The manufacturing and service industries continue to evolve. An examination of manufacturing and service jobs reveals distinct differences in the two sectors: employment patterns emerge to uncover details about the U.S. economy. While public policy can somewhat influence the balance of manufacturing and service industry jobs, global socioeconomic forces have caused a major shift in the number of jobs in both sectors. Knowing the differences between manufacturing and service jobs will help you better understand how the U.S. economy is changing.
The manufacturing industry came to prominence in the United States during the 19th century. Spurred by technological advances that were occurring in Britain in Western Europe, manufacturing industries arose in conjunction with the advent of the steam engine, the extensive mining and use of coal and the building of railroads. Before the Industrial Revolution, America had been an agricultural society; as technology promoted travel and created new, easier ways to make things, manufacturing industries attracted capital (investment) and labor, especially in America's bigger Northern cities. Manufacturing was the dominant industry sector for much of the 20th century.
Although service industry jobs have existed for centuries, the prominence of the service industry sector is more recent. Beginning in the mid-1980s, service jobs such as medical, educational, food services and hospitality, pulled even with manufacturing in the total number of jobs by category in the United States. By 1999, however, the service industry employed about twice as many workers as the manufacturing industry.
Manufacturing jobs, as the name suggests, involve making things. Manufacturing jobs include machinist and craftsman work, laboratory production in chemicals and pharmaceuticals, food processing and electronics and engineering jobs, to name a few. Manufacturing may occur in factories; mass production, one of the drivers of the boom in industrial manufacturing, often incorporates assembly lines with specialized tasks to produce items at the highest possible rate of speed.
Service industry jobs, by contrast, have a much broader function. The service industry is defined by the U.S. Department of Labor as including workers as varied as health care employees, educators, restaurant employees, hairstylists and even performers like musicians and actors. Basically, service industry jobs can involve working with things (like fixing appliances, for example) or working with people.
Historically, the manufacturing sector has contained a much higher rate of unionization than the service industry. While during the 1970s more than 29 percent of the U.S. labor force belonged to a union, in the early 2000s that figure had dropped to 13 percent. As the U.S. economy has become more service oriented, less unionization has occurred.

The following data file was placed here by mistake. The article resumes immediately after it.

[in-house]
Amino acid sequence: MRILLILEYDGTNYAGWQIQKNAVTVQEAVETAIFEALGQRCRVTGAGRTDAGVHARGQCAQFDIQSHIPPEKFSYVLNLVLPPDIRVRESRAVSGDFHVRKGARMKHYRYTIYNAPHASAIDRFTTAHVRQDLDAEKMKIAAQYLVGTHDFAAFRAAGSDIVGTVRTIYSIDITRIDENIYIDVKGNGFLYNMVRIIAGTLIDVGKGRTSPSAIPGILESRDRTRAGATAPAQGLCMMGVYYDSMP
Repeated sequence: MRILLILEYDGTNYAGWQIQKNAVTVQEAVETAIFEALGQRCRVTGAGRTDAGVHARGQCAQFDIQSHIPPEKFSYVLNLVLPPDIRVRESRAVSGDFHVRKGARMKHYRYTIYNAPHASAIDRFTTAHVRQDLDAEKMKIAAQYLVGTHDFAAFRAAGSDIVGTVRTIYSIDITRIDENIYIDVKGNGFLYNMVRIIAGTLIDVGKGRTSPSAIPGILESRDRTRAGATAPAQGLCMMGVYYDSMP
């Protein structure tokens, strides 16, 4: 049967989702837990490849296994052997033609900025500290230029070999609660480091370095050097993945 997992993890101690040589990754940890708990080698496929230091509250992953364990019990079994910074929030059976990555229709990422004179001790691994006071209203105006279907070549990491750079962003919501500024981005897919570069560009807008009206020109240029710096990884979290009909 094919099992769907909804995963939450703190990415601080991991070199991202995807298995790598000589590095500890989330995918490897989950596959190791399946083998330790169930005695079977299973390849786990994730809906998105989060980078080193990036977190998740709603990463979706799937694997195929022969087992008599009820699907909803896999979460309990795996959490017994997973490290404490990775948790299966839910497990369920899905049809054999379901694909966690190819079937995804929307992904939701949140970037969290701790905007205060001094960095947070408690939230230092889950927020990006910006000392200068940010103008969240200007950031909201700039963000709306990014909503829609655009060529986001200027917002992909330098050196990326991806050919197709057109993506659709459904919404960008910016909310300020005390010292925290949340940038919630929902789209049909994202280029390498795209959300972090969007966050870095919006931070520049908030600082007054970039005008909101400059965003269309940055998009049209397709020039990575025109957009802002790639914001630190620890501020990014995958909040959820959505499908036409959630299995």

Another contrasting feature is the service sector's relative resistance to economic downturns. While the manufacturing industry contracts during a recession, the U.S. Bureau of Labor Statistics has found that some service industries, such as health care and education, are "countercyclical," or may actually increase in number of jobs during a recession, due to increased demand for these services.
Other trends help further separate the manufacturing and service sectors. Globalization, or the increase of trade between nations, has weakened the U.S. manufacturing sector in terms of percentage of jobs. Emerging economies, like China and Brazil, that are rapidly becoming more open to trade and investment, have seen increases in their manufacturing sectors as production moves overseas from the United States.
Although U.S. service industries are not immune to the same kind of job losses, a more pressing trend concerns wages. Public policy makers fret that the movement away from highly paid, mostly unionized manufacturing jobs will correspond with an increase in low-wage service jobs, especially in food service, personal services and hospitality businesses.
As globalization continues, manufacturing jobs will continue to relocate from the United States to other nations. To avoid becoming a country of low-paid workers, America will need to develop more service jobs that are higher paid and higher skilled, such as in health care, where demand from the aging baby boomer generation will naturally increase the need for services. In addition, jobs programs, whether from the government or via private-public partnerships, will continue to aid displaced manufacturing sector workers transitioning to service industry jobs.
Jason Reeher has been a freelance writer for 20 years. Reeher's opinions have appeared in a wide variety of publications, including "USA Today" and "The Wall Street Journal." He holds a master's degree in business and public administration from the University of Phoenix.